Israelis have slipped back into a degree of complacence about the missile threat from Gaza since the war in 2015. The same could be said about their level of concern about a repeat of the 2006 conflict with Lebanon in which the terrorist group rained down missiles on northern Israel. Due to the success of the Iron Dome anti-missile system developed with the United States and the devastating counter-attacks against both Hezbollah and Hamas by the Israel Defense Forces, the terrorist groups are believed to understand they have more to lose than to gain from another war. But assumptions are no guarantee, and the Israeli government and military may not be taking into account the increase in the arsenals possessed by their enemies or whether sufficient resources have been allocated to ensure adequate civil defense in the event of another war with either or both.
That was the conclusion of a recently published report by Israel’s State Controllerabout Operation Protective Edge — Israel’s counterattack against Hamas terrorists in 2014. It pointed out shortcomings in the government and army’s response to the war as well as the possible impact on future conflicts. Up to two million Israelis don’t have access to adequate shelters in the event of missile or rocket attacks. The country’s early warning system also was found to be faulty and may not be able to detect all possible forms of attack or give citizens adequate time to seek shelter.
After extensive re-armament campaigns financed in part by Iran, both Hamas and Hezbollah may now be in possession of so many rockets that Israel’s highly successful missile defense systems might be overwhelmed. Throw in the possibility that as a result of the Syrian civil war, Hezbollah may now be in possession of at least some of the Assad regime’s chemical weapons arsenal, and the report paints a potentially fearful picture.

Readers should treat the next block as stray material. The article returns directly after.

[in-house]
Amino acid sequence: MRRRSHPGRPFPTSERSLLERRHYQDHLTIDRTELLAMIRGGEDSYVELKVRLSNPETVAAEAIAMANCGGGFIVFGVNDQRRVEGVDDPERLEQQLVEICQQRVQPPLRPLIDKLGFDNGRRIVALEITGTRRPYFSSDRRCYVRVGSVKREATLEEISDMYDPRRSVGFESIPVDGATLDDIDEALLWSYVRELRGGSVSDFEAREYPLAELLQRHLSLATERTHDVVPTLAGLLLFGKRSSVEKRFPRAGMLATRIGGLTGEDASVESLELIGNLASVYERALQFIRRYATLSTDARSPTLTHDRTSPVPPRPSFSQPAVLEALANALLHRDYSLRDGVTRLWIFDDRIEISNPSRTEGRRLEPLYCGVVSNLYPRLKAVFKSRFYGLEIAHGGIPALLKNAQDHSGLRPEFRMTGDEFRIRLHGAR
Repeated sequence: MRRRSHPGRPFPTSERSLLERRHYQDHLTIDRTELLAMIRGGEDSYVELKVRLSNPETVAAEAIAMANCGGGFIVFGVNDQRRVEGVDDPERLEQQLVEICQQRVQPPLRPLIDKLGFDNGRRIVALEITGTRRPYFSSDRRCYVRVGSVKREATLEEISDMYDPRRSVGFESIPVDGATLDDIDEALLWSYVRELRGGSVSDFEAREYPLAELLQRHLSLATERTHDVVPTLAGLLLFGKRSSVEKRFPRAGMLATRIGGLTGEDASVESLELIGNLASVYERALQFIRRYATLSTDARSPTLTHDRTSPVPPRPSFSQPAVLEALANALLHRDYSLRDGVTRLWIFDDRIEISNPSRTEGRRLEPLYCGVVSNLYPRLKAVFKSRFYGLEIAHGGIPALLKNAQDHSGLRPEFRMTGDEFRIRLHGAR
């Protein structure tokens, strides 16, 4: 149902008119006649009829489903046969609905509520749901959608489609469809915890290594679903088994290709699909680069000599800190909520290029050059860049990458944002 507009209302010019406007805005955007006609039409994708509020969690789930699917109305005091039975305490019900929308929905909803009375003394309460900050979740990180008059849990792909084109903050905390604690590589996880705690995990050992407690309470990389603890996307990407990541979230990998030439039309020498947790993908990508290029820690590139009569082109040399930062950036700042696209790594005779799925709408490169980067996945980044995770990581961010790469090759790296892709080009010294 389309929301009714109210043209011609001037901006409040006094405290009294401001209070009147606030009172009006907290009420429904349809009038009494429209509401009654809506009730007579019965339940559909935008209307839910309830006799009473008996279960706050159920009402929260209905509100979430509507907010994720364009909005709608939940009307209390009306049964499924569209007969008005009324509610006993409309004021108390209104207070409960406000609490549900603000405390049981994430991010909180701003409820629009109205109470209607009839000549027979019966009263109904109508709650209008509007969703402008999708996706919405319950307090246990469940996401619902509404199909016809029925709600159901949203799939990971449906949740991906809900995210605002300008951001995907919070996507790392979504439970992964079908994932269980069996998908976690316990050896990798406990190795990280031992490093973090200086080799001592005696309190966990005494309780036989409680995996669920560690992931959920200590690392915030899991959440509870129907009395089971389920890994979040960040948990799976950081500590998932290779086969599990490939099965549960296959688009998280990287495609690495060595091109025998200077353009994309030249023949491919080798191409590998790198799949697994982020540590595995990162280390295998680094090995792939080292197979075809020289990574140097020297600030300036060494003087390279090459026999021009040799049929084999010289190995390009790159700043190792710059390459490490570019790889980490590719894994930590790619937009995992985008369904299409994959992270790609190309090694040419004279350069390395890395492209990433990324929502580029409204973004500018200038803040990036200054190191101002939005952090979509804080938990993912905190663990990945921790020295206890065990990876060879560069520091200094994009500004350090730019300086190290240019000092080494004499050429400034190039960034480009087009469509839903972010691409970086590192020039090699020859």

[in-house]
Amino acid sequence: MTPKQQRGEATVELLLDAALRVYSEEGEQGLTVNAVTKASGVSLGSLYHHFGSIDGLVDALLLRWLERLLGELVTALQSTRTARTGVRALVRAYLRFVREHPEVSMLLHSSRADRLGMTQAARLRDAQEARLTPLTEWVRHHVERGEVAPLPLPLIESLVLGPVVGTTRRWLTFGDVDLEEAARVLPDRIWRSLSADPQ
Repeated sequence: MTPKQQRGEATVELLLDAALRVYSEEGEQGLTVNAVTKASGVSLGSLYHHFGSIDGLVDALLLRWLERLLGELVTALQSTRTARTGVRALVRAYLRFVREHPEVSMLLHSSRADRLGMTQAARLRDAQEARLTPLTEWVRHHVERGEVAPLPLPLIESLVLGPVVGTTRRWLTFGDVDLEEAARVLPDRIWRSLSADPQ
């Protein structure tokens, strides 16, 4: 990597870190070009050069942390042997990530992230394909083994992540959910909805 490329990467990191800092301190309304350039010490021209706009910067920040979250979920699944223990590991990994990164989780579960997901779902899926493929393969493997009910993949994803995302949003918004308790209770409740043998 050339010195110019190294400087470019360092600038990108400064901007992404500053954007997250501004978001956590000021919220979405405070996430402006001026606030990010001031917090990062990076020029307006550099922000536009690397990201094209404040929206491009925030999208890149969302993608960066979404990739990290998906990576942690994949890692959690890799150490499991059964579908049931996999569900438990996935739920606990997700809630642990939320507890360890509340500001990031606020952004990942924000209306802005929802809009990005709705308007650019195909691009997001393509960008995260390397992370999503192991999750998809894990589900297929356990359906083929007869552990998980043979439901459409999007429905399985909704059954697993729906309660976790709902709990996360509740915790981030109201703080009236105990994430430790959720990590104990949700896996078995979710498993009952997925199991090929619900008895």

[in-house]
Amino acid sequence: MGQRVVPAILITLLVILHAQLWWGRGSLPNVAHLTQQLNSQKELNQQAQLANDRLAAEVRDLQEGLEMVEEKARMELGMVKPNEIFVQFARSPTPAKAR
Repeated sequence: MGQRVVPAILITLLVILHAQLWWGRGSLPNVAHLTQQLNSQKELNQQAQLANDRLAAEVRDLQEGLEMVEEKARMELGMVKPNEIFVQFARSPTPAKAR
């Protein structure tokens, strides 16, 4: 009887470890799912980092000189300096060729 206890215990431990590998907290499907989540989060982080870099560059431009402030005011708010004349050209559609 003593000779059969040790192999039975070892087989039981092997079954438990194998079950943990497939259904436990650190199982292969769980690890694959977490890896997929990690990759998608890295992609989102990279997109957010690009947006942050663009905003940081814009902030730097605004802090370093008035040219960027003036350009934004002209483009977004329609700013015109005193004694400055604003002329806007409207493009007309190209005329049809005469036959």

The report has caused considerable embarrassment for the government of Prime Minister Netanyahu and the IDF. That’s especially true since the report notes that the Cabinet has not spent much time discussing civil defense issues since the last war. But there is another conclusion to be drawn from the report. The strongest arguments mounted generally by critics of Netanyahu’s stance on the Palestinians have come from some of Israel’s former military and intelligence officers. They argue that Israelis are foolish to worry about the military threat posed by efforts to trade land for peace. These security experts assert that there is no border that can be drawn—even the 1949 armistice lines that the late Abba Eban described as “Auschwitz borders”— that can’t be defended by the IDF. In particular they point to the relative peace with Hezbollah in the North and with Hamas in the south as proof that deterrence works. Fears about replicating the dangerous aftermath of 2005 withdrawal from Gaza in the far larger and more strategic West Bank are exaggerated, they say, because Israel’s army is so strong and its missile defense so foolproof that even a hostile Palestinian state in the West Bank rather than a demilitarized one, would pose no existential threat.
But as the State Controller’s report shows, Israel’s security rests on assumptions that may be proven false if, encouraged by an Iranian regime that has been enriched and emboldened by President Obama’s attempt to appease them, Hezbollah and Hamas coordinate their next attacks and launch missiles in the kinds of numbers that might cause far more damage than the ineffectual campaign of 2014. If the West Bank were also held by a hostile Palestinian regime that refuses to accept Israel’s legitimacy that had access to such weapons, that peril would be compounded.
This wouldn’t be the first time the assumptions of Israeli military leaders were mistaken—the 1973 Yom Kippur War and the 2006 Lebanon War being just two such examples. The lessons of the last and the next missile war don’t just apply to those tasked with defending the Jewish state against Hamas and Hezbollah. They also apply to those who would further burden its defense by the creation of yet another potential terrorist missile launching pad in the West Bank.